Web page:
A hill in the Lake District has been reclassified as a mountain after a survey found that it was three feet taller than originally thought.
Miller Moss, in the northern hills of the Lake District, was originally recorded as 609 meters high, 600 centimeters below the threshold to be counted as a mountain.
However, on August 1, independent inspectors John Barnard and Graham Jackson used modern equipment to discover that Miller Moss was actually 610.1 meters tall, classifying it as a mountain.
Because of this, Miller Moss will become mountain 446 on the list of The Mountains of England and Wales, by Anne and John Nuttall, according to The Times.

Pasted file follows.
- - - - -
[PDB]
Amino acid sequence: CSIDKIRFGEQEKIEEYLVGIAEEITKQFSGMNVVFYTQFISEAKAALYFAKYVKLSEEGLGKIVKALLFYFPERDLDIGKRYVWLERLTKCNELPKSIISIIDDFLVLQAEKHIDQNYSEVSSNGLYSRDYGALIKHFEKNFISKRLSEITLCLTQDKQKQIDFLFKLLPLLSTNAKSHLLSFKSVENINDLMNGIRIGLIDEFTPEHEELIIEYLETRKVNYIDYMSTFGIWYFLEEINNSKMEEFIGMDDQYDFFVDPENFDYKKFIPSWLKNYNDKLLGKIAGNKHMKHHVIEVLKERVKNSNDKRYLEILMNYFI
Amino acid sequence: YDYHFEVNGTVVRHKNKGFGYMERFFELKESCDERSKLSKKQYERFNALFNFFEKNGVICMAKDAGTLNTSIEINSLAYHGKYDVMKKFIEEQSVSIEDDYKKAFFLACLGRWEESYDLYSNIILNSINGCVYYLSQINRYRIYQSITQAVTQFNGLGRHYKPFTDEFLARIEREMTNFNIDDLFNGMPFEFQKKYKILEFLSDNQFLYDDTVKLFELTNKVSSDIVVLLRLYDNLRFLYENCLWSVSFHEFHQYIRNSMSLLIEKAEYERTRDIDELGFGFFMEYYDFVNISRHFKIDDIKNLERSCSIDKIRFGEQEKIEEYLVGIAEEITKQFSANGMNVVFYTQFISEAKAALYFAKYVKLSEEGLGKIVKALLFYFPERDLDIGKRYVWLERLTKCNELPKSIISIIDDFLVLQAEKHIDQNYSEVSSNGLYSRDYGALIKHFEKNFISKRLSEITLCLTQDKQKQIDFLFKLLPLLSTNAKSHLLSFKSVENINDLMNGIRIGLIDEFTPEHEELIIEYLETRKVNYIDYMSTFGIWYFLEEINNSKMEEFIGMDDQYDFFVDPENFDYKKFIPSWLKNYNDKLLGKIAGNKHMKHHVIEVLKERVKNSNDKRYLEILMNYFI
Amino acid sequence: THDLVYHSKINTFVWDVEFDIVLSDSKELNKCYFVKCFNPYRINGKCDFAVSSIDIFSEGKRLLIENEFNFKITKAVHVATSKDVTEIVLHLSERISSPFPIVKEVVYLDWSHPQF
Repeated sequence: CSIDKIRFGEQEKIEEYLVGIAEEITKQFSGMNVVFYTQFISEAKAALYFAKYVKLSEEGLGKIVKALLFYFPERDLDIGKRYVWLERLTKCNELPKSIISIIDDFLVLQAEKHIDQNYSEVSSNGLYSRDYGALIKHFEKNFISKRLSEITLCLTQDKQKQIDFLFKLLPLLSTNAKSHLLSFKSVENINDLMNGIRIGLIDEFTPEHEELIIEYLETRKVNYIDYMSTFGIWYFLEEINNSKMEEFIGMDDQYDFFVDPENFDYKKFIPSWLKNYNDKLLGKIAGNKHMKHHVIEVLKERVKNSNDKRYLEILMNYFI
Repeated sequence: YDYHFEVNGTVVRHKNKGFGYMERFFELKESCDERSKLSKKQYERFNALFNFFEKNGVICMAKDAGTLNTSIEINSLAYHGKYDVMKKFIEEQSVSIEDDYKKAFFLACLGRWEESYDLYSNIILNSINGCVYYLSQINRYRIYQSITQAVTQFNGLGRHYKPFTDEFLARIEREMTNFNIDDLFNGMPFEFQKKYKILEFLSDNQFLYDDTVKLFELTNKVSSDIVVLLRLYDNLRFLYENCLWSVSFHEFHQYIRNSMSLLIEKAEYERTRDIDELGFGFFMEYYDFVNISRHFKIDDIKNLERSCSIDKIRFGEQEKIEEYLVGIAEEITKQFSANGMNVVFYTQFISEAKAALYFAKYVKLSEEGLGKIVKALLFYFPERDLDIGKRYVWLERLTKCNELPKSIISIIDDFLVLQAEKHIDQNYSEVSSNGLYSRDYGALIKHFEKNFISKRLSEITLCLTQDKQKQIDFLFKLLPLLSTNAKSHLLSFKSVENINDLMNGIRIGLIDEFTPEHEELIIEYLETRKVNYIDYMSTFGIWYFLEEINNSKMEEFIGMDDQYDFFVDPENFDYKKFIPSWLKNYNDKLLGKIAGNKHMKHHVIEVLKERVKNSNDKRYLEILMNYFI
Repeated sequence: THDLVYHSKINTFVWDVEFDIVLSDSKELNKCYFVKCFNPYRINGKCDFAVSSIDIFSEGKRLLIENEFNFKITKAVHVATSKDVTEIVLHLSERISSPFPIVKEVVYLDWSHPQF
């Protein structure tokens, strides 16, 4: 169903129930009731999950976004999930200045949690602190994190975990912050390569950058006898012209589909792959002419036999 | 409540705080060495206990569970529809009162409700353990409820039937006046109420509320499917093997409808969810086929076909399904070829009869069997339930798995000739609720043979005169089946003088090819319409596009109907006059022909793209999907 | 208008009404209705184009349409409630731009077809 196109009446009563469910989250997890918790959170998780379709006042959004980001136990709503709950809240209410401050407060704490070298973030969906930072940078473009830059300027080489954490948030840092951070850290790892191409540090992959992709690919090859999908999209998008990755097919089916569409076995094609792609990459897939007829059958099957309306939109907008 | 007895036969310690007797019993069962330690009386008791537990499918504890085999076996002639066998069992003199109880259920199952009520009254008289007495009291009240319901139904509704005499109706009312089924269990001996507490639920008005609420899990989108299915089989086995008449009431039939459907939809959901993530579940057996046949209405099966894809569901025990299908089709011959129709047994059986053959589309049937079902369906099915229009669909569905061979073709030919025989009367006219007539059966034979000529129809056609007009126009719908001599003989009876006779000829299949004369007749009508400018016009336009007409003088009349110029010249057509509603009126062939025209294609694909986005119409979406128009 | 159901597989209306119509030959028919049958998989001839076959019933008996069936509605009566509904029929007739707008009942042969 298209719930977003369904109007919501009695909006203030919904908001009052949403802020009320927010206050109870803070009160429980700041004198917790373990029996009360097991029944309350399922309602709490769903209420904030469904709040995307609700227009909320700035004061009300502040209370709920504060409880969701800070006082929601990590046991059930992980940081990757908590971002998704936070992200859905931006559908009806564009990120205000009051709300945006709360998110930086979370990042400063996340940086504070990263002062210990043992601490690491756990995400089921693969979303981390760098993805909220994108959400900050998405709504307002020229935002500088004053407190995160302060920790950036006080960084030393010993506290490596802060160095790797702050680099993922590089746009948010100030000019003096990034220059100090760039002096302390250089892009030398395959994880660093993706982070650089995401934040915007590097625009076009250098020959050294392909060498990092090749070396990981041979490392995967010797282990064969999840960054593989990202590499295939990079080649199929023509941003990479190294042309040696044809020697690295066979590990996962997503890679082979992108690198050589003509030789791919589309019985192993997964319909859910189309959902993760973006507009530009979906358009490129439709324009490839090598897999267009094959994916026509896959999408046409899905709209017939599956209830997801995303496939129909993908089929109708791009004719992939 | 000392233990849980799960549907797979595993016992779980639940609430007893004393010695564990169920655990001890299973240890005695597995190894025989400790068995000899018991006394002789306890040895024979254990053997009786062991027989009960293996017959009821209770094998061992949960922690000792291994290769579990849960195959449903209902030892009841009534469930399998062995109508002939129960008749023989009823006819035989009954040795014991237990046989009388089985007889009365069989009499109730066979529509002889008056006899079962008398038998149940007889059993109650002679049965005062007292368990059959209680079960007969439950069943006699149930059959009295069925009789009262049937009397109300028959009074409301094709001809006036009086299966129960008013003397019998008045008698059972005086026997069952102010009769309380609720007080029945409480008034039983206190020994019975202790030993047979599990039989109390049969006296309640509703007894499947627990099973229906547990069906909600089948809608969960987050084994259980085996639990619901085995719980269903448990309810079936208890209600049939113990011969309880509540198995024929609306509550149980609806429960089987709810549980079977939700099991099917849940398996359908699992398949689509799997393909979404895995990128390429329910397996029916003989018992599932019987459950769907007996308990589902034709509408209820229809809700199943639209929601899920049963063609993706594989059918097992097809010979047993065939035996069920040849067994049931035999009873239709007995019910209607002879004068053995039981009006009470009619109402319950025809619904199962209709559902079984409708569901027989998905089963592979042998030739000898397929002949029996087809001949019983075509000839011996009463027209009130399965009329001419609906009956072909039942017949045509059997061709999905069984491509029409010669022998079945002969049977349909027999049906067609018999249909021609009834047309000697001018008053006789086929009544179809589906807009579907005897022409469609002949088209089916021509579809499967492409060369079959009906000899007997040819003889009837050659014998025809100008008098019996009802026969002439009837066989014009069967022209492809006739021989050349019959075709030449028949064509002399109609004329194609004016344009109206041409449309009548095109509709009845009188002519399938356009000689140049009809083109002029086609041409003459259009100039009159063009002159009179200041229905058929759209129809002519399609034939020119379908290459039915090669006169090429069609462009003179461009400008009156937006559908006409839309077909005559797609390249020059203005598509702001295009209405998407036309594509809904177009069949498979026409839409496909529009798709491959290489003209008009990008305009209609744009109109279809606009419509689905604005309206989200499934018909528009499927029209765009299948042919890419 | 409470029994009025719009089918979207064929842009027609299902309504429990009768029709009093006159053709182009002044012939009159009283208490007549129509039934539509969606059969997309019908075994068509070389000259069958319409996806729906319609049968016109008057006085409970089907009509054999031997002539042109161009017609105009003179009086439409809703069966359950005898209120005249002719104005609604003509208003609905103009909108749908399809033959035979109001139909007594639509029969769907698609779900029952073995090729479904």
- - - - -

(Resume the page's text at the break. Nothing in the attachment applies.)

The topography of the mountain involved a walk of five kilometers in each direction while transporting 6 kg of equipment.
He took Mr. Barnard and Mr. Jackson eight hours in total.
Ordnance Survey has already accepted the observation, which means that it will have to modify its maps to take into account the new height of the hill.
It is not the first hill that the couple has reclassified. They are now responsible for 30 modifications to the Land Ranger and Explorer maps of the Ordnance Survey.
Mr. Barnard told the Telegraph: "We have made several hundred now in England and Wales, but we have only reclassified about 30. The operating system data is very good."